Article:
Alison's Reuben boasted thickly cut corned beef that looked like it had been custom-carved -- not peeled from a pillow-pack. Ample sauerkraut and mustard gave this sandwich a bright, acidic punch that was tempered nicely by the warm, toasty bread and melted Swiss.
The Philly cheesesteak was my favorite thing on the table. I've been avoiding this sandwich lately because I've been disappointed by it so often. But I'm learning to love again. The thinly sliced beef was flavorful but not fatty, with a subtly smoky char from the griddle. Finely diced onions and peppers lent the dish flavor and texture without the stringiness that larger cuts can sometimes bring to a dish. A nice blanket of melted cheese added creaminess. And the pliant (but not mushy) bun lets you squish the sandwich down and get all of the flavors into one bite. So tasty was this sandwich that I ignored the bowl of jus that came on the side (and I dearly love a jus) -- it simply didn't need it. The Southside Grill menu offers a variety of Philly cheesesteaks and I'm making it my personal mission to try them all. It's the new year, after all -- a time of resolutions and personal growth.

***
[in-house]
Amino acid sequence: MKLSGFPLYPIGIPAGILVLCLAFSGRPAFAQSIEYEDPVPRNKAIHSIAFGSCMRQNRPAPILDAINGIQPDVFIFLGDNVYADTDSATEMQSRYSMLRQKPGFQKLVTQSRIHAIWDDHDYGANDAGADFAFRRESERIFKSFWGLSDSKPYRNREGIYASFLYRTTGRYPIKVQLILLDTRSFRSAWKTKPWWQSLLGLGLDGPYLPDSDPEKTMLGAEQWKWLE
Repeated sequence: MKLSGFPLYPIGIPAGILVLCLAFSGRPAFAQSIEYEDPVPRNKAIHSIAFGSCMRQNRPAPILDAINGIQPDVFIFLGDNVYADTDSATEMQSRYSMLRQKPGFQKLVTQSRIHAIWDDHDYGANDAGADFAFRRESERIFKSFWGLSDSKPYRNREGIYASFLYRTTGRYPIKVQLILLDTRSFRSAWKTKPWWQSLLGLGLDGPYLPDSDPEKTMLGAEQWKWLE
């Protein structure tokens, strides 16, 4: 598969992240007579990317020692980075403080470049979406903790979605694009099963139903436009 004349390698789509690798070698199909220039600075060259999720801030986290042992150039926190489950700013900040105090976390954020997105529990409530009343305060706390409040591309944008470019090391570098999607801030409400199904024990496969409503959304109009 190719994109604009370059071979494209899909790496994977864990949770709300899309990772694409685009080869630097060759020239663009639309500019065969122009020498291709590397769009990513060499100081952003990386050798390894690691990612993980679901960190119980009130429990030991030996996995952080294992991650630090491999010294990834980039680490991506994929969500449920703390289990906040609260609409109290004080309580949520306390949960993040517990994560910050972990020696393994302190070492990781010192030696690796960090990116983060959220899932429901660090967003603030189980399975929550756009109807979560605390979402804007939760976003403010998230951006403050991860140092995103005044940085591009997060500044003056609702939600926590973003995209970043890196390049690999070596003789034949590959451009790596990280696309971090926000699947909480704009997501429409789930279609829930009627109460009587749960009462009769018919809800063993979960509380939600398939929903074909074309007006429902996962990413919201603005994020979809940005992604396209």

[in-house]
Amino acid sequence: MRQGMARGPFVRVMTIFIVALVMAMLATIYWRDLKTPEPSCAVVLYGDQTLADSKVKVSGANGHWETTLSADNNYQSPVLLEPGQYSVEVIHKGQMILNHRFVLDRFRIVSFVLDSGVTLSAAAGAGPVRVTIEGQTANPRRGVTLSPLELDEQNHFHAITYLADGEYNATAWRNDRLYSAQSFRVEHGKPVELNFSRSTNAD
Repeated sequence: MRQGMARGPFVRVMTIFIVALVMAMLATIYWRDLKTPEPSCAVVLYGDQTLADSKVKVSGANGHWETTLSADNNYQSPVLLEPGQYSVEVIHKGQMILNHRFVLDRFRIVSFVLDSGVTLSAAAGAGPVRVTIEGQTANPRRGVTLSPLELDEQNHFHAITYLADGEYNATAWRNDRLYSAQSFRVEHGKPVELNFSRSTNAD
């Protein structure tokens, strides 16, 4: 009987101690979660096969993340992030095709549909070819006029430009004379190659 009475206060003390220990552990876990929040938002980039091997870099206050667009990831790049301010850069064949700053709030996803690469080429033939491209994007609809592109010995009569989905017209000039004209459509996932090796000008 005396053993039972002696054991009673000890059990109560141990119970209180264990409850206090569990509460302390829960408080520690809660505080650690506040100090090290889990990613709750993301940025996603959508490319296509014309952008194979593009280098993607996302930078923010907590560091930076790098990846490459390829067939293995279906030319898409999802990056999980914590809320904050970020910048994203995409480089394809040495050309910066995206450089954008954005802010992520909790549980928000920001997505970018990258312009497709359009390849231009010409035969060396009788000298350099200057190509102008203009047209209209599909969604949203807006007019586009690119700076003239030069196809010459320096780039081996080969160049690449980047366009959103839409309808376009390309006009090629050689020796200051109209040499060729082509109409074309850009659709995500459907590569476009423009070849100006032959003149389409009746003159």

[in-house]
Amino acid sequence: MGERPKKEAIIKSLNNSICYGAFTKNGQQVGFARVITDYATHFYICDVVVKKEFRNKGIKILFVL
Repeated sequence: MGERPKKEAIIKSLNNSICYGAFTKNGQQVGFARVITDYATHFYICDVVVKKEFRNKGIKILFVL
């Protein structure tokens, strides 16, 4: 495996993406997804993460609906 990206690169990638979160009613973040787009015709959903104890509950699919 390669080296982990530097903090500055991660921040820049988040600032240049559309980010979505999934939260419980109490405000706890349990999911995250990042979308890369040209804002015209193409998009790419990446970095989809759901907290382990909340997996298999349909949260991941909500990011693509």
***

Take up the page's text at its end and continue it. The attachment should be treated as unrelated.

I returned with my family for Saturday brunch. There was a crowd at the door, but turnover was quick and we didn't wait long.
My family stuck with breakfast basics -- bacon, eggs, waffles, pancakes, sausages and hash browns -- in every conceivable variation (Southside special: 2 eggs, 2 sausages, 2 slices bacon, hash browns and pancakes: $12.95). I'm of the opinion that breakfast can only be prepared one of two ways: correctly or incorrectly. Overcooked eggs, flabby bacon and dried-out pancakes were all once ingredients with delicious potential. So I can sum up Southside Grill's breakfasts in one phrase: correctly prepared. Eggs arrived as ordered, pancakes were moist and bouncy, and bacon was crisp. In addition, the amount of food (and calories) on the table was staggering. The pancake short stack ($7.95) made me shudder to consider the size of a full stack.
As the black sheep in my family, I skipped the breakfast menu and ordered a turkey club ($11.95). This was a straightforward presentation of the diner classic and, while not exactly innovative, it was well prepared and satisfying. The lettuce was fresh and crispy, the bacon crisp, and the cheese and turkey stacked with a generous hand. As a general rule, I embrace any opportunity to eat food embellished with a frilly toothpick. And it's common knowledge that sandwiches taste better when cut into triangles. All hail the turkey club.
Southside Grill is serving up hearty, well-cooked breakfast fare, with giant portions and reasonable prices. But their other offerings have me more intrigued. After my most recent meal, I'll admit to leaving with a bit of buyer's remorse. Diners at a nearby table were tucking into promising-looking plates of chicken-fried steak and I had to resist the urge to ask for a bite. In other words, I'll be back.
It feels good to have a "local" again.
Southside Grill Restaurant
Hours: 7 a.m.-3 p.m. daily
Location: 12870 Old Seward Highway